Flimsy 3D movie glasses are a thing of the past. Today, virtual reality users can do everything from attend meetings to go on tours of foreign countries, all from the comfort of their living rooms.
A number of Seattle companies are pushing the boundaries of virtual and augmented reality to the limit as global leaders turn to VR to innovate, educate and build new experiences. These 17 VR companies in Seattle are a perfect mix of established innovators and new up-and-comers.
What they do: Unity Technologies is a development platform, giving designers the ability to create in interactive 2D, 3D, AR and VR. The platform allows for developers to design everything from full length VR films to 3D ads. Based in San Francisco, but with an office in Seattle, Unity Technologies has partnered with tech giants like Facebook, Google and Nintendo to develop VR content.
What they do: Pixvana is building a platform for video creation and delivery for both virtual and augmented reality. The company’s SPIN Studio allows for the creation, editing and displaying of VR videos that can be played across all headsets. Geotours, and virtual HR training sessions are just a few of the videos that have already been produced on Pixvana’s platform.
What they do: Against Gravity builds social multiplayer VR and AR experiences. Their first product is an entire world where the virtual community can come together, meet up with friends and play co-op games like paintball and dodgeball, or can even go on long quests.
What they do: Doghead Simulations creates collaborative VR tools for both the enterprise and education sectors. The meeting technology allows employees, students and conference attendees to meet up in a virtual setting for discussions or classes. Doghead Simulations allows for everything from 3D modeling to giving virtual slideshow presentations.
What they do: Emacula is the developer of the world’s first AR/VR system that incorporates both contact lenses and display eyewear. The company, in consultation with optometrists, engineers and nano-fabrication technologists, created the first dual pair of AR/VR products that give users an unimpeded, non-dizzying view of the virtual world. The product will have everyday uses for everyone from gamers to doctors.
What they do: ExtraSlice is an all-in-one hybrid tech campus that features a community of training providers, tech companies and service providers. The platform helps theVR community come together, develop innovative products and become burgeoning enterprises. ExtraSlice offers members a flexible networking and learning experience.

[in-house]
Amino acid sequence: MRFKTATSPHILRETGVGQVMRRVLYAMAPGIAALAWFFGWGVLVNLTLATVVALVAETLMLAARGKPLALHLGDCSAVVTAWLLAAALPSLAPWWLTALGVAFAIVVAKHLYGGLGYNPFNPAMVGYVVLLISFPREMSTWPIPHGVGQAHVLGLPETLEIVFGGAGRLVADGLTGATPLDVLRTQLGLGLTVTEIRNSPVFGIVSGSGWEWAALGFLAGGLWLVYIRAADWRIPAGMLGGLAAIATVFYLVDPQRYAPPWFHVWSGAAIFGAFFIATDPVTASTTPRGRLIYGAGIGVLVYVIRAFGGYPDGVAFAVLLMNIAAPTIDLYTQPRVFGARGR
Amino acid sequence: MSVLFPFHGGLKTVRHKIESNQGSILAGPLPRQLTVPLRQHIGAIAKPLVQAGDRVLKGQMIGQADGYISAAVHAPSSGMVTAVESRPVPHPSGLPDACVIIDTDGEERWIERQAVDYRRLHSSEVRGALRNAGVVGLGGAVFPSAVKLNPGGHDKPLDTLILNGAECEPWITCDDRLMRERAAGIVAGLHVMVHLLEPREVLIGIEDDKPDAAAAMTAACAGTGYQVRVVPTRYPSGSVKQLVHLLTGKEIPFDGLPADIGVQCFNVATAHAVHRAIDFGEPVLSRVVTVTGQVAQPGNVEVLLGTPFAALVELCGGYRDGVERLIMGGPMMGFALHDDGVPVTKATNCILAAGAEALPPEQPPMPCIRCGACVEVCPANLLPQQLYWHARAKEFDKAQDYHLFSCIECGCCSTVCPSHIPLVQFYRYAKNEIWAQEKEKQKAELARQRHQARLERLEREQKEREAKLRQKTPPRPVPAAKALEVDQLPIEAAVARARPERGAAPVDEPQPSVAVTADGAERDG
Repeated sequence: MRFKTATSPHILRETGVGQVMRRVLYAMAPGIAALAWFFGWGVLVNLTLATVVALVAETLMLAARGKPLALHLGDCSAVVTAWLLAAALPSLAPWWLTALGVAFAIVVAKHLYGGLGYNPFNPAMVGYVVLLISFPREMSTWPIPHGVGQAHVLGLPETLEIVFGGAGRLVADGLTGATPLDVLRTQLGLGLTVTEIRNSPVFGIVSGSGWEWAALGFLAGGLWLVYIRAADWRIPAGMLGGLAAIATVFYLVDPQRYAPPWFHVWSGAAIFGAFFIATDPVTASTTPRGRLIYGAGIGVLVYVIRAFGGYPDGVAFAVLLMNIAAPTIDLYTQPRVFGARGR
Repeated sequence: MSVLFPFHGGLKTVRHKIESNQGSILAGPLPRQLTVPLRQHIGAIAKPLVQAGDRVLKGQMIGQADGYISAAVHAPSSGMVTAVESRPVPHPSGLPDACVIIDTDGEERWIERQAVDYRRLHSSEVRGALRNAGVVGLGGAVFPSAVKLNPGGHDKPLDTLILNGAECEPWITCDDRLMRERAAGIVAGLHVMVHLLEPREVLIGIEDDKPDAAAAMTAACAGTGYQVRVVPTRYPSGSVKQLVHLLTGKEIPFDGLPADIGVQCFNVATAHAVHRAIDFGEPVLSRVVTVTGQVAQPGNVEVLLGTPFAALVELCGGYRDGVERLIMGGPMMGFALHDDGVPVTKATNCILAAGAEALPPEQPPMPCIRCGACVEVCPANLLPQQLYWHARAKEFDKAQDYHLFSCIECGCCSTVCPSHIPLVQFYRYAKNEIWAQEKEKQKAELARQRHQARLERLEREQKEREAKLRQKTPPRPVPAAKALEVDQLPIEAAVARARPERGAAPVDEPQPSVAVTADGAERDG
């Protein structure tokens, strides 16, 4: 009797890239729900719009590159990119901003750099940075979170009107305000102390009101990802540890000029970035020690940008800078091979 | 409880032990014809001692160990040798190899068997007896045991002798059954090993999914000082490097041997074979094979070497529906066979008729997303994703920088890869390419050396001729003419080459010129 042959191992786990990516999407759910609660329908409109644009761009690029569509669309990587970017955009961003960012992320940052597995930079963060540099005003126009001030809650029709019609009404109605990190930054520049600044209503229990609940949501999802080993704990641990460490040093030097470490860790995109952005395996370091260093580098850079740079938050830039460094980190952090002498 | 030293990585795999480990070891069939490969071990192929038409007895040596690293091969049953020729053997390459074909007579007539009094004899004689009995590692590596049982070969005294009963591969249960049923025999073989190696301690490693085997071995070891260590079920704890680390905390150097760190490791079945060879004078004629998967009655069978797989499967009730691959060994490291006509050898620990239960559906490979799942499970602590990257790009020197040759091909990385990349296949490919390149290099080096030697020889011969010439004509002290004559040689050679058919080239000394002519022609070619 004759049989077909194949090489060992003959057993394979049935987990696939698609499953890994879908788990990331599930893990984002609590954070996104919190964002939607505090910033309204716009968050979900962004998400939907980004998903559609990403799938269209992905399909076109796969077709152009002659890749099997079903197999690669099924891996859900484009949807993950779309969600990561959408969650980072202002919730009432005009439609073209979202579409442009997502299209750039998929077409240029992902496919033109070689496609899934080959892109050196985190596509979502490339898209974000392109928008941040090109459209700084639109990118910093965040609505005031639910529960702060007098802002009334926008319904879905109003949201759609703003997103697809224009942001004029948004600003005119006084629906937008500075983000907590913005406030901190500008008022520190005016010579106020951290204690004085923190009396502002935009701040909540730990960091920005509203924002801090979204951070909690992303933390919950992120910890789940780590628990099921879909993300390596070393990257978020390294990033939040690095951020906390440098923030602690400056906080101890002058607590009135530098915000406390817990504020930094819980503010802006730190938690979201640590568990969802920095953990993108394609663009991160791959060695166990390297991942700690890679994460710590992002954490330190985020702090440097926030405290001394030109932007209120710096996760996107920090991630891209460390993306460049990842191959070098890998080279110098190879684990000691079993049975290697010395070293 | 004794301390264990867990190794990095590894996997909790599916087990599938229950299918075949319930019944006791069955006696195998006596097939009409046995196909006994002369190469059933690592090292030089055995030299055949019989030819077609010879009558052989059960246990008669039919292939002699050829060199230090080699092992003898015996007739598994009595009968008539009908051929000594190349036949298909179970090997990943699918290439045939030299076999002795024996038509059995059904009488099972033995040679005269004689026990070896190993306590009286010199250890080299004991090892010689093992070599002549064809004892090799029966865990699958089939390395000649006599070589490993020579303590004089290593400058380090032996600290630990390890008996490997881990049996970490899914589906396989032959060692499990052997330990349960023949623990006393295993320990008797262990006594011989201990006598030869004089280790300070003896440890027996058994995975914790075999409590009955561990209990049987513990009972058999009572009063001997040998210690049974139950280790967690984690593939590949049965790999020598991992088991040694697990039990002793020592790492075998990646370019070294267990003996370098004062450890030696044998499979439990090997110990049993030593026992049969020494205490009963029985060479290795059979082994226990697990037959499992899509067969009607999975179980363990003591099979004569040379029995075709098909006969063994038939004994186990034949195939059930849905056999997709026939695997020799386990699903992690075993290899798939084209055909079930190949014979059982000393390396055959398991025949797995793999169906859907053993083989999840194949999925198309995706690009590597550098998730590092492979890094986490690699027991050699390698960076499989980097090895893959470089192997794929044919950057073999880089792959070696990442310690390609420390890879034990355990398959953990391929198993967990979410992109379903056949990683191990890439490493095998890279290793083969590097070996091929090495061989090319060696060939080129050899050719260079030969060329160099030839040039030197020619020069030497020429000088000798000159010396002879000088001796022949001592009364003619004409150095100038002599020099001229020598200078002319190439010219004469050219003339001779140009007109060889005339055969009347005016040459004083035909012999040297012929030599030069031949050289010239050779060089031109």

What they do: HaptX is the maker of the world’s first realistic touch gloves, bringing realistic motion to virtual reality. The gloves give weighted feedback, allowing users to actually feel what they are doing, whether it's bouncing a basketball or training for a technical job.
What they do: Hyperspace XR develops out-of-home virtual reality experiences. The company partners with venues like theme parks and museums to give guests a fully immersive VR experience. When users step into a virtual story they can hear, see, smell and feel what is happening around them.
What they do: Pluto VR takes the awkwardness out of video-conferencing, and provides the personalization of chatting with friends that a video call or text message can’t provide. Whether it’s virtually joining in on the big meeting or watching a child’s baseball game across the globe, the technology provides a smoother and more personal VR experience with coworkers, friends and family.
What they do: Presence Labs invents and delivers both augmented and virtual reality experiences for consumers all over the world. Some of the company’s popular immersive experiences are “Fireworks: Lady Liberty,” “High Roller Slots” and music streaming platform “Groovr."
What they do: Taqtile offers a suite of VR, mixed reality and mobile apps. The technology lets users view holographic maps and models of cities, build trade skills through VR learning and collaborate using 3D holographic visualization. Top technology companies like Microsoft and Booz Allen Hamilton are all using Taqtile’s technology to enhance their VR experiences.
What they do: Valence uses virtual reality to consult companies in a plethora of industries. The company’s VR gives clients a tangible understanding of the financial, energy, government and manufacturing industries that they serve. Leveraging VR allows Valence to teach more clients in an easily understandable manner.
What they do: Visual Vocal is a cloud-based platform that converts 3D architectural models into virtual reality. Users can create their own virtual documents, where they can meet in virtual groups to generate models and collaborate on projects.
What they do: Vreal allows users to hang out with friends in the virtual world and record and share their experiences for others to watch. With features like VR simulcast and 2D, VR streamers can create multi-hosted events and then share to VR and 2D viewers.
What they do: VRstudios helps organizations utilize virtual reality to enhance their overall experiences. The portable virtual reality system easily integrates new technology and is available to companies that want to create new learning environments for employees or immersive experiences for customers.
What they do: Magic Leap is a computing platform that offers developers and designers the chance to create in virtual reality. Users can play games, see multiple screens at once and even sit down for a virtual chat with friends. Based in Florida but with an office in Seattle, this unicorn merges the physical and virtual worlds for an innovative experience.
What they do: Facebook’s Oculus takes VR to the next level, letting users watch shows, play video games and even virtually interact with friends. Strap the Oculus goggles on and take a virtual tour of Venice or play Settlers of Catan with friends around a virtual table.